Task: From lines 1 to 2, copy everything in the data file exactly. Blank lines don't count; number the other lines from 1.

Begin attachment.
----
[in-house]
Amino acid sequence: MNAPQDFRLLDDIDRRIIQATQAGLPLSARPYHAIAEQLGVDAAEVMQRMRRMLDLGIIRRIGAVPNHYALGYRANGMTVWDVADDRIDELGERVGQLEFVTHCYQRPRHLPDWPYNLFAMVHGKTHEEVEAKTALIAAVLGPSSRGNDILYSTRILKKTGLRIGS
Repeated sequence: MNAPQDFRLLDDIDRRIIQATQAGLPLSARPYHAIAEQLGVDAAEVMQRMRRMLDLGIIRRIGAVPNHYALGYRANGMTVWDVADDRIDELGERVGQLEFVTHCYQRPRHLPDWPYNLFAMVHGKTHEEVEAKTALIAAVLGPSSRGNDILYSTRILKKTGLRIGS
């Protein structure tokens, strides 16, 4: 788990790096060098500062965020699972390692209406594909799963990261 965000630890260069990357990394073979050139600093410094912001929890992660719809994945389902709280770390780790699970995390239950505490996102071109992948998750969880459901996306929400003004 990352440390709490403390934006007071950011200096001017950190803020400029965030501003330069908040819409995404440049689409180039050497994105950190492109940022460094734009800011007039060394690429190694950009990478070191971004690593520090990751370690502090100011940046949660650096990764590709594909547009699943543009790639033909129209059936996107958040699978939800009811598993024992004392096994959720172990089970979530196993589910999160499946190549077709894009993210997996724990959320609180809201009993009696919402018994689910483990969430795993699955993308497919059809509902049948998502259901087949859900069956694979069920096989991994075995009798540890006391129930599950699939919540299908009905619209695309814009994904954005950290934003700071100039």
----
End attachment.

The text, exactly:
[in-house]
Amino acid sequence: MNAPQDFRLLDDIDRRIIQATQAGLPLSARPYHAIAEQLGVDAAEVMQRMRRMLDLGIIRRIGAVPNHYALGYRANGMTVWDVADDRIDELGERVGQLEFVTHCYQRPRHLPDWPYNLFAMVHGKTHEEVEAKTALIAAVLGPSSRGNDILYSTRILKKTGLRIGS